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CONTACTS & MAILING LISTS

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CONTACTS & MAILING LISTS

“Learn step-by-step how compile your contact & mailing lists to give you publicity and help to give you a reputation as the smartest person in the room”.

By: John D. Gaskell, author of:

           How to become the “SMARTEST PERSON” in the Room.

You are what you are perceived to be. Let me show you how to become a MARKETING genius.

 

Contacts & Mailing Lists (Part 21 of a multi-part article)

Understand why collecting business cards and starting a contacts list will help your reputation. Realize why you should expand your mailing list to include all the “Players” in your industry.

 

Contacts List

Collect business cards from those that you want to get to know and start a “Contacts List”, including both business and personal information.

I recommend using a “contacts form” for each person on your list. At the top of each sheet would be the same information as on a mailing label, plus telephone and fax numbers as well as e-mail address. Also, note company affiliation and any personal information, including how you met (if you have) or how you know of them.

The purpose of these contacts forms is so you will remember when and how the person got on your mailing list. They may have called you for a fee proposal, you may have met them at a meeting, or you may have found their name on-line. Each time that you contact the person, list the date and details on this sheet. You may find a computer program to do all of this for you; the important thing is to have this information in some easily accessible form.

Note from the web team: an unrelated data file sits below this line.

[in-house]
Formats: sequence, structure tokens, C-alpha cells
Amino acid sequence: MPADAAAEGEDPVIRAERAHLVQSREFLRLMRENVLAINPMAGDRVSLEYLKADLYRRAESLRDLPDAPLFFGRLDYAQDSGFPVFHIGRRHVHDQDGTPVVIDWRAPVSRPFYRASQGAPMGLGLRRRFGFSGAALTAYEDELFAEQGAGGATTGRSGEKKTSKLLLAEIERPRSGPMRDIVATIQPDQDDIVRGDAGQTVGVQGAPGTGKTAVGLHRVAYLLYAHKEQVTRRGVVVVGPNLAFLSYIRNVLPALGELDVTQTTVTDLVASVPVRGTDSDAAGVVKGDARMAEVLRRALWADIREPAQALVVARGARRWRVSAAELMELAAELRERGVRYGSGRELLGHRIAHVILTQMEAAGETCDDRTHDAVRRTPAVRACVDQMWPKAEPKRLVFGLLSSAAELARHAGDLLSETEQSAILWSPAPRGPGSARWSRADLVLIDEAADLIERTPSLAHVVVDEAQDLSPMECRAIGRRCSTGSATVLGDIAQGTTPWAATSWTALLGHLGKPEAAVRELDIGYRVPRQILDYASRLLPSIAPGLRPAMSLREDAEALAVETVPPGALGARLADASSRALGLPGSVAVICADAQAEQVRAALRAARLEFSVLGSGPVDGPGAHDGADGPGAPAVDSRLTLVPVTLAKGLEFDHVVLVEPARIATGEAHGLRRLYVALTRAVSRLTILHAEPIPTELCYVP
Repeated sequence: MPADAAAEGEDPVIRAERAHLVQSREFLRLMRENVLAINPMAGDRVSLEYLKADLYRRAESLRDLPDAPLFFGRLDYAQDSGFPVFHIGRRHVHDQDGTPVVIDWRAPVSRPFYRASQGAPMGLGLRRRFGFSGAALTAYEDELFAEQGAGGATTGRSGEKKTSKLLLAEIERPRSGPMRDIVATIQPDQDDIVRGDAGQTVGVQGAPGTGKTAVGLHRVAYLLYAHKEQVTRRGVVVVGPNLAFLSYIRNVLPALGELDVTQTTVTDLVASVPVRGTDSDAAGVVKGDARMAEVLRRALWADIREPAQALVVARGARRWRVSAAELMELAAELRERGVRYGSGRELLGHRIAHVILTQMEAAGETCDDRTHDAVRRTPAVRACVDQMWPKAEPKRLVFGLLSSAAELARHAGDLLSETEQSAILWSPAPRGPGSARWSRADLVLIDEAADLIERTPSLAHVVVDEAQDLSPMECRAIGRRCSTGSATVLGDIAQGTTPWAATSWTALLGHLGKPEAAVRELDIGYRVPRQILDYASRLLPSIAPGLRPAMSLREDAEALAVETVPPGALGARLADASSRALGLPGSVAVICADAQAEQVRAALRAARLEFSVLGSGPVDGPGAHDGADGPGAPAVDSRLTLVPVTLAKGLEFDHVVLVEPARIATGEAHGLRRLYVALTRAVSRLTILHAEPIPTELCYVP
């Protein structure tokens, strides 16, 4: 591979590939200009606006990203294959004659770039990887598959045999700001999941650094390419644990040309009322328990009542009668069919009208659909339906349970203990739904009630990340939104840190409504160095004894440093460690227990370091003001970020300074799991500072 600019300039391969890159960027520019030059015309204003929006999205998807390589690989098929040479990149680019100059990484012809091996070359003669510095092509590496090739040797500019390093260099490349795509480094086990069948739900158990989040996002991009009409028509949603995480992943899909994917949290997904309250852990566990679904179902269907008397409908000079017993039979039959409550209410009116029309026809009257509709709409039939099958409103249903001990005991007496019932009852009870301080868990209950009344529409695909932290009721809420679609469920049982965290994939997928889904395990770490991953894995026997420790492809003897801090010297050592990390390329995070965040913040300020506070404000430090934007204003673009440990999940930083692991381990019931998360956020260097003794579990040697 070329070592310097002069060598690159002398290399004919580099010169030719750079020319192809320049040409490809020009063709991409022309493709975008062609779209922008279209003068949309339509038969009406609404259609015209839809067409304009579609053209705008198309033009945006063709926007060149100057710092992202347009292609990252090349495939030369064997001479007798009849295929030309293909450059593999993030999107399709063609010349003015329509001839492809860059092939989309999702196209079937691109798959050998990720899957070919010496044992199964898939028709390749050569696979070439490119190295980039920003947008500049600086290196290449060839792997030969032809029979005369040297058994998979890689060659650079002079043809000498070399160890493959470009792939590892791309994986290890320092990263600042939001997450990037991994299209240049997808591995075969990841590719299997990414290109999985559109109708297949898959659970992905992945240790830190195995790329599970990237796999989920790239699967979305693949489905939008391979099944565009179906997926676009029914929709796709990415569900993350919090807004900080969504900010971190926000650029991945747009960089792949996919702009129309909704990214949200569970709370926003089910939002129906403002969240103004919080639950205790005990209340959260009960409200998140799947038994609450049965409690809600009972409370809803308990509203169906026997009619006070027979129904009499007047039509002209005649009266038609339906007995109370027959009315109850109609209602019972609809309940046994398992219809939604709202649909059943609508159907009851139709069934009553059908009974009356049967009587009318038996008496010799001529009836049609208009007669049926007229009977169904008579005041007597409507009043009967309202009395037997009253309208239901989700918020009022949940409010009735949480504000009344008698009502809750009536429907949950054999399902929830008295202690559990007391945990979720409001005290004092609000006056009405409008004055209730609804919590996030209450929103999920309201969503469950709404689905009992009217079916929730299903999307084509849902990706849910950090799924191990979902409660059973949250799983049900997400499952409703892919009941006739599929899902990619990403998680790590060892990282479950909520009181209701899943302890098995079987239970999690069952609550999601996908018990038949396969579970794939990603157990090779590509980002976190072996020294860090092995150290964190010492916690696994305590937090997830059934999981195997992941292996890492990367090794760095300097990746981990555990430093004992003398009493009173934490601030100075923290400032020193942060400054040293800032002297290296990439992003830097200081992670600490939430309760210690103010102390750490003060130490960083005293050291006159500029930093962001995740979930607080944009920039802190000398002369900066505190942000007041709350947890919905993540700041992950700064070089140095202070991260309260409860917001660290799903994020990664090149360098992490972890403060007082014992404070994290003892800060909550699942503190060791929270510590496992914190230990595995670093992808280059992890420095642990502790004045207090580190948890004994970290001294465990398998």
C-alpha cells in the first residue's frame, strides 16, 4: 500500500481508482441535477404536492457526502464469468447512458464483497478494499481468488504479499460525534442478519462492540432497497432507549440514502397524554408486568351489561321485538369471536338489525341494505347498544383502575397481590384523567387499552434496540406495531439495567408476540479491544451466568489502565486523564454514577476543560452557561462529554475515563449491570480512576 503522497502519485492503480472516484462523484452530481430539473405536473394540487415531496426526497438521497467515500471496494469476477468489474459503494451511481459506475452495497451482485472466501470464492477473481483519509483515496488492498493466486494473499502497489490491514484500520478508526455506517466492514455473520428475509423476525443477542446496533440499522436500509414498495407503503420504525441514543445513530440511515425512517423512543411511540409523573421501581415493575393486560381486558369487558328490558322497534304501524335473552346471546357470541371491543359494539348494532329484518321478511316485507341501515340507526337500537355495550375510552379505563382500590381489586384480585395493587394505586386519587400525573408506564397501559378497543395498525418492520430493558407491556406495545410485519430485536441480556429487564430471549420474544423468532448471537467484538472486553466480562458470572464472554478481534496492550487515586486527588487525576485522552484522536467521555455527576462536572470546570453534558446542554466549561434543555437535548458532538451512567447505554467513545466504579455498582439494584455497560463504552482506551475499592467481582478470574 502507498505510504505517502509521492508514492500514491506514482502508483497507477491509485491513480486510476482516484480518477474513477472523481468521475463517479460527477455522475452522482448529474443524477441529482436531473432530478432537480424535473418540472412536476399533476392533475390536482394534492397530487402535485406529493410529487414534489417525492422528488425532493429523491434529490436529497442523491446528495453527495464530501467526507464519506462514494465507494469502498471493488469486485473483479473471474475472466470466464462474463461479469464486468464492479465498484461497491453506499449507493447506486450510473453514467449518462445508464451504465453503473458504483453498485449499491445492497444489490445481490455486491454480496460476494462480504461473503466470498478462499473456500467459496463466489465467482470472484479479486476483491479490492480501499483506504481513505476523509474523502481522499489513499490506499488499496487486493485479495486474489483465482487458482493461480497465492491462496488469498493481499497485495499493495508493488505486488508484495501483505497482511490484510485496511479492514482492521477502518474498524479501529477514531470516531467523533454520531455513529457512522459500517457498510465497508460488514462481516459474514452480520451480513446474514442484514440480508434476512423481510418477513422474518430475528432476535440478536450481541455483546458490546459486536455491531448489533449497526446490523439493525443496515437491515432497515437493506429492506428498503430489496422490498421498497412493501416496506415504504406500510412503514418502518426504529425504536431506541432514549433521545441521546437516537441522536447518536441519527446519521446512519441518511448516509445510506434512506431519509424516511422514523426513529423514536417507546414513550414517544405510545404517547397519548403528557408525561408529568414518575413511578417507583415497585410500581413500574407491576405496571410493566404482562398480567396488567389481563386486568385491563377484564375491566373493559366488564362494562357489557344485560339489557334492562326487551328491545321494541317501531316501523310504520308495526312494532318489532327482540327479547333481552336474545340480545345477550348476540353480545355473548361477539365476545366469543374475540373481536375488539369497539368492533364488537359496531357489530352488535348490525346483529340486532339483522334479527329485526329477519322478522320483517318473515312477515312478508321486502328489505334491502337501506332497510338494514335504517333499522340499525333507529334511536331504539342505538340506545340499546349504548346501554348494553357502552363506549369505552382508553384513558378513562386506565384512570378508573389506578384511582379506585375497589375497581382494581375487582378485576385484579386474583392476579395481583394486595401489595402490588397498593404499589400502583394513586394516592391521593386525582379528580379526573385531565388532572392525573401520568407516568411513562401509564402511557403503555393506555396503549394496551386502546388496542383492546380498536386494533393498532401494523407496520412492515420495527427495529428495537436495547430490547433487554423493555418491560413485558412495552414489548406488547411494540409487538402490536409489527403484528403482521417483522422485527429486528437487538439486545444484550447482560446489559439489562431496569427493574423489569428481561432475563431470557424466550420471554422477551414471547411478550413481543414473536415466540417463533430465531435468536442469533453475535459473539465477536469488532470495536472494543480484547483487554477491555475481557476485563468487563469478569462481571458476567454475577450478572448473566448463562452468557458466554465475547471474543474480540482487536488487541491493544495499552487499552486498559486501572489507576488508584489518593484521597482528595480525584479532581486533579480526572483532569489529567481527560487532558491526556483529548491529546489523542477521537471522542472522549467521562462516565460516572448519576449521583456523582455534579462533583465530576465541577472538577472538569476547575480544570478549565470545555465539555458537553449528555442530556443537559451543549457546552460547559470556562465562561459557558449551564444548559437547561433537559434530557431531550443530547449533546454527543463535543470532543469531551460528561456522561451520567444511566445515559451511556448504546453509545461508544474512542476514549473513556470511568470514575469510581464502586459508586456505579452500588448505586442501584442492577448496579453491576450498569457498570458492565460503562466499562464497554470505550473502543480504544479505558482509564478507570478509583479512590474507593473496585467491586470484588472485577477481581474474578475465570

Mailing List

When I first started my electrical consulting engineering practice, all my clients were architects, and there were about 30 potential clients listed in the phone book’s Yellow Pages. But by the end of my first year, my mailing list had expanded to over 500 names. I included all the architects (even those who I didn’t know or said they used someone else). Each time that I prepared a fee proposal for someone not on the list, I added them. In addition, I added the following:

Electrical Inspectors (People enquire: Who should I get to draw my electrical plans?)

Electrical Supply Companies (Same question.)

Electrical Contractors (Same question, plus they may hire your firm for design–build projects.)

Housing Authorities (Director and facilities Manager.)

Superintendents of Fire Alarms (People enquire: Who do I hire to design my fire alarm system?)

Power Company Representatives (Plus, President and department heads.)

Electrical Manufacturers Representatives (Many also call on architects.)

Hospitals (Director of Facilities and President.)

Universities (Director of Facilities and President.)

Make your own list to suit your clients and industry. Your first mailing should be your business announcement.

Once you are in business, I recommend a minimum of two mailings per year.

I used to send Thanksgivings cards; people notice them because they don’t get many and it avoids a religious connotation associated with Christmas.

My second yearly mailing was either a “News Letter” or “Reprint” of a magazine article authored by me or about one of my projects.

If you truly want to be perceived as “The smartest person in the room”, get Jack’s new book: How to become the “SMARTEST PERSON” in the Room, and learn the details. You are what you are perceived to be. Let me show you how to stand-out. Visit: TheEngineersResource.com to find out more.

Excerpted from How to become the “SMARTEST PERSON” in the Room. © 2018 John D. Gaskell. Used with permission of Professional Value Books, Inc. All rights reserved. Order at TheEngineersResource.com. Use coupon code “room” and save.

Learn how to become admired and to gain contacts. Find out how to become the smartest person in the room. Discover how to appear professional. Find out how to appear knowledgeable. Learn how to obtain training as a public speaker.